"You're gonna love this!" teased CAPPS. "I was raised Jehovah's Witness. Being a teenager and having those urges, I could not follow the rules of the Bible and I don't think any guy can. You're set up to fail. That's what the song is about. My clone sleeps alone but I can't. I've got to do this. If I had a clone I would teach him not to do these bad things that I do."
CHRYSALIS RECORDS would soon be home for BENATAR, but according to CAPPS, finalizing the contract between BENATAR and CHRYSALIS took a while. Once the details were ironed out, it was important to start looking for a band and to shift music sonically from an engaging nightclub act into a stadium rock band. This would all happen when guitarist NEIL GIRALDO stepped into the fray.
"The contract went on for several moths and it was 500 pages long. And it was for PATTI. It wasn't for me. I'm just her buddy. The negotiations went on between RICK NEWMAN, her manager, and CHRYSALIS RECORDS for forever. They got what they called the one million dollar push. That meant that CHRYSALIS would dedicate one million dollars towards publicity for a tour and an album and everything. Once they got that in ink we went forward and we started auditions for musicians. One day here comes this guitar player and he's this cool looking little guy with this disco hair. He introduces himself and says "Let's play something!" So I pick up the bass and start playing HERBIE HANCOCK's CHAMELEON and he started warming up on the guitar and then he turned his back to us and just cranked it and wailed. NEIL is a guy who has played with RICK DERRINGER and RICK DERRINGER is a task master and demands perfection and teaches you how to get there and NEIL brought all of those tools with him. So I was the band leader up until we hired NEIL and then he took over with his direction. Our success as a band was really the combination of PATTI and NEIL. I paddled the boat until we got some real guys on board. When PATTI heard him play she fell to her knees and started headbanging. Her hair was flopping everywhere and she really started falling in love with the guy right then and there."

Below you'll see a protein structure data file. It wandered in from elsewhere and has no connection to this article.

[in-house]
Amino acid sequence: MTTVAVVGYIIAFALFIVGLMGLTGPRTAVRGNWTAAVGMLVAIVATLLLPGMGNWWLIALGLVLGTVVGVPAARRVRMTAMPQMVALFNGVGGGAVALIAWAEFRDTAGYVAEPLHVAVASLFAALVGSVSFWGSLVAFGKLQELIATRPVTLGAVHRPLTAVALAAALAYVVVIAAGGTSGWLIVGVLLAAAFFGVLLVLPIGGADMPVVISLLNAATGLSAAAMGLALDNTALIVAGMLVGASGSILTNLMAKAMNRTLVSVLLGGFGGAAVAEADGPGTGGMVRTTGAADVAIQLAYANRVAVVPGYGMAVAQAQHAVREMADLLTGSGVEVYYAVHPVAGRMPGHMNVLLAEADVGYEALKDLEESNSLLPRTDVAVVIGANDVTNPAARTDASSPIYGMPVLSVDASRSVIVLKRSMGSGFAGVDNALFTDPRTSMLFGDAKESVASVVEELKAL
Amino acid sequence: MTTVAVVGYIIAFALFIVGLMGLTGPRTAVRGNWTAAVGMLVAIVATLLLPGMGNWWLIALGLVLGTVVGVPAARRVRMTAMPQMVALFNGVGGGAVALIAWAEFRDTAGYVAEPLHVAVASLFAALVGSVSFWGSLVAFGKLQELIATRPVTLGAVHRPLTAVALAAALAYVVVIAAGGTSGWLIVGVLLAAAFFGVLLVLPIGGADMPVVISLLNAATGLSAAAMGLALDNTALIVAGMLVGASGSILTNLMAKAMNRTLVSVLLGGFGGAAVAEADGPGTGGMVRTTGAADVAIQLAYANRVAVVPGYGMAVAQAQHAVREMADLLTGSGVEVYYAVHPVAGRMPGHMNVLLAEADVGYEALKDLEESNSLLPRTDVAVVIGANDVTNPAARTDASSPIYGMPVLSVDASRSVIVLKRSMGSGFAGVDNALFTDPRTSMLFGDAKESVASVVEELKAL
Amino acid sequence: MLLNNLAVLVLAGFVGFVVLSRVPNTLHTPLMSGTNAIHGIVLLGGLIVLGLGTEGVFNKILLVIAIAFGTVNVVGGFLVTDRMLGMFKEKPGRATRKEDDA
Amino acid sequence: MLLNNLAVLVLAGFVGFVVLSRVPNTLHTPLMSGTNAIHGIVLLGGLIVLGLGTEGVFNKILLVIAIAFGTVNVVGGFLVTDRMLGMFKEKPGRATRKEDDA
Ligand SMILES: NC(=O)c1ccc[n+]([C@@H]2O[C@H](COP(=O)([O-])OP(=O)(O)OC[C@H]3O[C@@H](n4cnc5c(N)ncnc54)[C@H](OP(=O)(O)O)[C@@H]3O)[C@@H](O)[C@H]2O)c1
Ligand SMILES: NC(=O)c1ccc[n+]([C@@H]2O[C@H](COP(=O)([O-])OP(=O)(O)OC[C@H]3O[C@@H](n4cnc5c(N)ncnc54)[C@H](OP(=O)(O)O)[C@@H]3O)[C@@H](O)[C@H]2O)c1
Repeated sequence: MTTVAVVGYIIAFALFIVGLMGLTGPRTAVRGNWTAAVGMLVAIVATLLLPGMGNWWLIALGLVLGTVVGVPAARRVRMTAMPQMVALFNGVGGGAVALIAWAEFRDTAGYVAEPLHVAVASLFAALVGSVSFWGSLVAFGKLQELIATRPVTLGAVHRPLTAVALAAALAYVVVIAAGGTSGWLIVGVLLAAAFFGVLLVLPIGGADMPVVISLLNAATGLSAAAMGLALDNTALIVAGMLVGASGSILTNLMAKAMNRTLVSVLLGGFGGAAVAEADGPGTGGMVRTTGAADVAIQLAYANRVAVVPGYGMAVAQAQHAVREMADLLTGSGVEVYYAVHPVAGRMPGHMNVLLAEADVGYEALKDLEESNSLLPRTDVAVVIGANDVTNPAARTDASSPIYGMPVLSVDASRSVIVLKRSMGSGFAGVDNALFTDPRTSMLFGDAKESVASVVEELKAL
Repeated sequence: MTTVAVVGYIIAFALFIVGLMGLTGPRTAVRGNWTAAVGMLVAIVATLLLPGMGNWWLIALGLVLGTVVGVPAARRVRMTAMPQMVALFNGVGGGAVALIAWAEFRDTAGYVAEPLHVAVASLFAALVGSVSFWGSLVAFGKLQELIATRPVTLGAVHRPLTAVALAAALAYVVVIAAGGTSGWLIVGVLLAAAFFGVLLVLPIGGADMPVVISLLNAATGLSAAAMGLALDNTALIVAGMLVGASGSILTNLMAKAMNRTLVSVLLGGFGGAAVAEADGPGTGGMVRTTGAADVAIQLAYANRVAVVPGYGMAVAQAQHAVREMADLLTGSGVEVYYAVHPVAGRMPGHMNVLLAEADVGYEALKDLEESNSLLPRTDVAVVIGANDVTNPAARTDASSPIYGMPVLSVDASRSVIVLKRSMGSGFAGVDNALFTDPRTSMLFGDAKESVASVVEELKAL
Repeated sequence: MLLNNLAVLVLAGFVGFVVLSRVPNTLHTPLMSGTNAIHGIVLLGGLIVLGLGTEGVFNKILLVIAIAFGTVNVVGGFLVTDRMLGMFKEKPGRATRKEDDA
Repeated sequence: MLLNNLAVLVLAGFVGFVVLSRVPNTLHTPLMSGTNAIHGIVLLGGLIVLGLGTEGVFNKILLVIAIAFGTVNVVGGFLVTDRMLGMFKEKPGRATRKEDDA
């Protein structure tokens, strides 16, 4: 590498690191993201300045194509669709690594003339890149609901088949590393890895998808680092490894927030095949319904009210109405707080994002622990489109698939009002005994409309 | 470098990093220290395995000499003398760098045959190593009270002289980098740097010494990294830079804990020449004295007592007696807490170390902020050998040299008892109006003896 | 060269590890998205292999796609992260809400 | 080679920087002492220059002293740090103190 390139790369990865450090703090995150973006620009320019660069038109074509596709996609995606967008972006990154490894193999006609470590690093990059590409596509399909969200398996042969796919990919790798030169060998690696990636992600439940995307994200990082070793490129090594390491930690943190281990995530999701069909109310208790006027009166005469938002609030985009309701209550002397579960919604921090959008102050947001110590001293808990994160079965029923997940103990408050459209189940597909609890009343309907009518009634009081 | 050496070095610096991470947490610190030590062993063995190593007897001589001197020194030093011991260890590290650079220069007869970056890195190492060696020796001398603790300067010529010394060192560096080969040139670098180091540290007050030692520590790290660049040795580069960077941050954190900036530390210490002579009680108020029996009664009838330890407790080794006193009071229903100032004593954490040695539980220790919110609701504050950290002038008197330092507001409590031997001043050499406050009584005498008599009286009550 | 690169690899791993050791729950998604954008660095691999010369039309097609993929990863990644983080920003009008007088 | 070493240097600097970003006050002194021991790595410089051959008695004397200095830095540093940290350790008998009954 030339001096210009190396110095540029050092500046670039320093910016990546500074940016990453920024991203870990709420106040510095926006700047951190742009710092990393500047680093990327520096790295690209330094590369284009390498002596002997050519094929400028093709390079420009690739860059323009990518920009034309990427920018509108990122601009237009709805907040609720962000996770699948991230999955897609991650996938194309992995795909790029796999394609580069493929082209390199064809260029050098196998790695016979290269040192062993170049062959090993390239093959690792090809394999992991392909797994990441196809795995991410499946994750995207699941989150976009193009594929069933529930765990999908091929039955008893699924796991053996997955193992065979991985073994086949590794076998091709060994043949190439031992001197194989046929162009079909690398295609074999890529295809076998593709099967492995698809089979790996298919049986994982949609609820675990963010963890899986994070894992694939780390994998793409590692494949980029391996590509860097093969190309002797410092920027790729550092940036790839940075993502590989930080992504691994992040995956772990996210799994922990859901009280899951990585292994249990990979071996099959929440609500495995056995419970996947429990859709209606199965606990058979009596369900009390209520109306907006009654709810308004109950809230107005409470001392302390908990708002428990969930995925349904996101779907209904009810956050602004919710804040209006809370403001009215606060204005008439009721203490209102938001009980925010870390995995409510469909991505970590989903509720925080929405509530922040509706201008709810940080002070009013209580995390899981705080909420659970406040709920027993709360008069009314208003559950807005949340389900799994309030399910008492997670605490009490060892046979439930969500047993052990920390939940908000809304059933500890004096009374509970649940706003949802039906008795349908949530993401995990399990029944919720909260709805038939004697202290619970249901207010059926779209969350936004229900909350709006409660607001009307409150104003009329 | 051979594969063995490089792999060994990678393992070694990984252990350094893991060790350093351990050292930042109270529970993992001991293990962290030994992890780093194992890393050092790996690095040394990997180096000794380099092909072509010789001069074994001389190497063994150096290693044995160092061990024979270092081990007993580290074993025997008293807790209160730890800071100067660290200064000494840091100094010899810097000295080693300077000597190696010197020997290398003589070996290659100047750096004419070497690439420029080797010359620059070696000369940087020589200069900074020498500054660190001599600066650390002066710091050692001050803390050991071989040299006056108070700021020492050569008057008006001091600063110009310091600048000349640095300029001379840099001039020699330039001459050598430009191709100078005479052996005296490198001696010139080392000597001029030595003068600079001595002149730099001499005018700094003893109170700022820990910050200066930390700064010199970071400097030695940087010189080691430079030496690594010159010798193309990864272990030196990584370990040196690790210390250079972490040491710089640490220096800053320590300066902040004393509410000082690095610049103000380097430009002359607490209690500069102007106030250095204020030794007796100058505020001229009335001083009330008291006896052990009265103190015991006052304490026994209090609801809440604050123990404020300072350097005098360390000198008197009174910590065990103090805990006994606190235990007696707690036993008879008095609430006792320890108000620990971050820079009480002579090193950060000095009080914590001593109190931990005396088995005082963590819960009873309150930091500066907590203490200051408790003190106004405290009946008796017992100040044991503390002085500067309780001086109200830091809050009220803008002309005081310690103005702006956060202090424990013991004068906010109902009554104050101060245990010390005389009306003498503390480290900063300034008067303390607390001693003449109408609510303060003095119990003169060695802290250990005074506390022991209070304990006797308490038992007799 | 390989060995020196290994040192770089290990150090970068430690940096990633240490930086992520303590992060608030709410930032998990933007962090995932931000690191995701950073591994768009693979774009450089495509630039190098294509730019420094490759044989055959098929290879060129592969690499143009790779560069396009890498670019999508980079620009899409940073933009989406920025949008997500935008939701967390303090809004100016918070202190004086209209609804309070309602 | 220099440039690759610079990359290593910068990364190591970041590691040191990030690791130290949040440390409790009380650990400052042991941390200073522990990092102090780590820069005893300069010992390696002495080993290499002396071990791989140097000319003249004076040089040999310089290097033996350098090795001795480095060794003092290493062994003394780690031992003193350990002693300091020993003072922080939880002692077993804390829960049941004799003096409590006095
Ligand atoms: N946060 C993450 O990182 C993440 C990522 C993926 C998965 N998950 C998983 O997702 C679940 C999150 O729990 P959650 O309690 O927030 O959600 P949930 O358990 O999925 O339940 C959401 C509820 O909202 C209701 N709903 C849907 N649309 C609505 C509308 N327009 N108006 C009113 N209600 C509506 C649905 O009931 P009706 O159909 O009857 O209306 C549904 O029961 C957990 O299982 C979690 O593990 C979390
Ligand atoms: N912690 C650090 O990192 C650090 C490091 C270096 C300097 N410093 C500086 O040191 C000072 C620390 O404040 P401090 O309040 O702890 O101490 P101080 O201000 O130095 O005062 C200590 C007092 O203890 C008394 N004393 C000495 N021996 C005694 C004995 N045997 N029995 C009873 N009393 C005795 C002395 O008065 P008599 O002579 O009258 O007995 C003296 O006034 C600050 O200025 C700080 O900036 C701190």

With the band in place, the recording of BENATAR's debut album took place at MCA WHITNEY STUDIOS in Glendale, California with MIKE CHAPMAN (BLONDIE, THE KNACK) behind the recording console with assistance from his protegee PETER COLEMAN. CAPPS looks back on those sessions with a smile and a laugh.
"I loved every minute of it. It's a potpourri of all kinds of material which is good for a first record that way you can see which way everybody is going to like it plus they get to hear a sample of your tastes. I'm proud of that record. I don't listen to it everyday. It was a good record."
IN THE HEAT OF THE NIGHT deserves recognition as one of the greatest debuts by a rock artist. Hitmaking songwriter and producer MIKE CHAPMAN had been working his production magic on such acts as SWEET, SUZI QUATRO and EXILE but by 1979 he was getting a ton of notice for sprinkling a little faerie dust on the New York punk band BLONDIE and helping them to finesse their innate pop sensibility for their breakthrough album PARALLEL LINES. No wonder the folks at CHRYSALIS dialed him up for BENATAR's debut album. IF YOU THINK YOU KNOW HOW TO LOVE ME was the first single and should've been a hit. WIth its PHIL SPECTOR-styled drumming and BENATAR's powerful, yearning vocals, BENATAR'S take on the CHAPMAN penned anthem surpasses the original by SMOKIE. Her rendition of I NEED A LOVER also goes beyond the reach of JOHNNY COUGAR's (Today known as JOHN MELLENCAMP) overindulgent original. Evidence of CHAPMAN's handiwork with BLONDIE shows up on the dance rock sheen of WE LIVE FOR LOVE, the campy MY CLONE SLEEPS ALONE and the cutesy but punchy SO SINCERE. Even though CHAPMAN's Midas touch is in full force, it is BENATAR that emerges as the star, despite some of the cushy, cabaret feel of some of the material. At times, the cartoon toughness is laughable (Her cover of SWEET's NO YOU DON'T). A sweet soprano like her's can do wonders with a ballad but her cover of ALLAN PARSON'S PROJECT's DON'T LET IT SHOW is a little too by-the-numbers and stands out like a sore thumb on an album full of confident and celebratory rockers.